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Court finds Indian-American not guilty in labour market conspiracy case

PUNJAB NEWS LINE | May 03, 2023 12:37 PM

NEW YORK: An Indian-origin executive of an aerospace engineering company in the US, and several other officials were found not guilty of conspiring to limit workers' mobility and career prospects, media reports said.

US District Judge Victor Bolden said the Department of Justice (DOJ) failed to prove that former Pratt & Whitney executive Mahesh Patel and five others restrained trade by forging an eight-year "no-poach" agreement to refrain from recruiting and hiring one another's employees, the Hartford Courant reported.

Bolden said that the evidence shows the companies hired so many of one another's employees under agreed upon exceptions to the no-poach deal that it was effectively meaningless.

"Under these circumstances, the alleged agreement itself had so many exceptions that it could not be said to meaningfully allocate the labor market of engineers from the supplier companies working on Pratt and Whitney projects," Bolden wrote.

"Indeed, many engineers or other skilled labourers were hired between and among the supplier companies during the relevant time period."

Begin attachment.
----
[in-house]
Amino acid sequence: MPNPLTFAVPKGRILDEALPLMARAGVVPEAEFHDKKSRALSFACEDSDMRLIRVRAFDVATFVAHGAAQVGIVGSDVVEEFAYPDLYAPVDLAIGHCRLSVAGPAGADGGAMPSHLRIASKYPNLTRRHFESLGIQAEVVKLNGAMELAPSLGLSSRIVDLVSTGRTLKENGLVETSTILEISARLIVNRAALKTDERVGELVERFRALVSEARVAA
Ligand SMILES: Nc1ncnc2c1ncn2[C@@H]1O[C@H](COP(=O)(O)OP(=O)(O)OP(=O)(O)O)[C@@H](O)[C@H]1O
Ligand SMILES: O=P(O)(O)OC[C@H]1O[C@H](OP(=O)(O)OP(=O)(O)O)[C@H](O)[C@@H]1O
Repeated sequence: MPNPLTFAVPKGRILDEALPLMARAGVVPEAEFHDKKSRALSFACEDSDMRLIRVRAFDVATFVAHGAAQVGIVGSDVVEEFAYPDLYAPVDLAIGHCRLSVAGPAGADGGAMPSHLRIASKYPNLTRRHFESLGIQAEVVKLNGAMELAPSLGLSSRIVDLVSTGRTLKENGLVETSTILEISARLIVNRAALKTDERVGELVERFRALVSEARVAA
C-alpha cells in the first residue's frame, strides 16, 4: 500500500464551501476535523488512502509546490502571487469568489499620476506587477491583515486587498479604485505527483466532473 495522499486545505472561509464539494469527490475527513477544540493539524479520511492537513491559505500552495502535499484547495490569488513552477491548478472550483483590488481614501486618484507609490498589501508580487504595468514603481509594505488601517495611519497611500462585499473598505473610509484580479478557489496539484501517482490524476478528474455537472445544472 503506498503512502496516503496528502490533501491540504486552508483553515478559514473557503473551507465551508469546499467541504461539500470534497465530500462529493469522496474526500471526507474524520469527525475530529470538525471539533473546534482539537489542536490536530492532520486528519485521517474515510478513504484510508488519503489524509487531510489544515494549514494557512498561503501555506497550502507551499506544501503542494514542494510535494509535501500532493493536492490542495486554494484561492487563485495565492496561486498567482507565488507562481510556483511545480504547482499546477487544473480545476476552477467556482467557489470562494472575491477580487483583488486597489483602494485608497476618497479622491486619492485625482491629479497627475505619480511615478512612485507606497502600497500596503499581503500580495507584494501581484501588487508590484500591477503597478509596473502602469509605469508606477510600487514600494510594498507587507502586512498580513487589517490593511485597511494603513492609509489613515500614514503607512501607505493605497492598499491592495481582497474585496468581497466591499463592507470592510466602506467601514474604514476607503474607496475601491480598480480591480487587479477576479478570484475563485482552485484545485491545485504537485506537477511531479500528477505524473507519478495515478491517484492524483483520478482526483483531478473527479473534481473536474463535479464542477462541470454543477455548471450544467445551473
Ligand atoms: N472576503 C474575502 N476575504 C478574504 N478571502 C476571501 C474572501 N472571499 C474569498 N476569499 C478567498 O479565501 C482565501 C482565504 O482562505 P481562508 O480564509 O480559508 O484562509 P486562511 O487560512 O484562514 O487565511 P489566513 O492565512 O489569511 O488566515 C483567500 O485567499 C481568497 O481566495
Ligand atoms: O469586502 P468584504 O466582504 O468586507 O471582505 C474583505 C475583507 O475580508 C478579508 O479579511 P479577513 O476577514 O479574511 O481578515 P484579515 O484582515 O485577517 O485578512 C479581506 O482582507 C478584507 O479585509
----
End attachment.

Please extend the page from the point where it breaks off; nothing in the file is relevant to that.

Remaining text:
A federal grand jury in Connecticut indicted Patel, a Pratt & Whitney employee for 26 years, in 2021 along with with Harpreet Wasan, Steven Houghtaling and Tom Edwards, all of Connecticut; and Robert Harvey of South Carolina and Gary Prus, of Florida -- executives of Pratt suppliers.

According to the indictment, the defendants and co-conspirators recognised the mutual financial benefit of the conspiracy -- namely, reducing the rise in labor costs that would occur when aerospace workers were free to find new employment in a competitive environment.

Patel and certain other co-conspirators explicitly appealed to this financial benefit when communicating with each other about the agreement, a DOJ release had stated.

Patel was described as the "enforcer" of an agreement among the companies in Connecticut and elsewhere to hold down costs by not competing for and hiring one another's engineers.

The charges were the result of an ongoing federal antitrust investigation into labour market allocation in the aerospace engineering services industry.

"I am grateful that justice prevailed for Patel and that his innocence has been so firmly established," Brian Spears, defence lawyer said.

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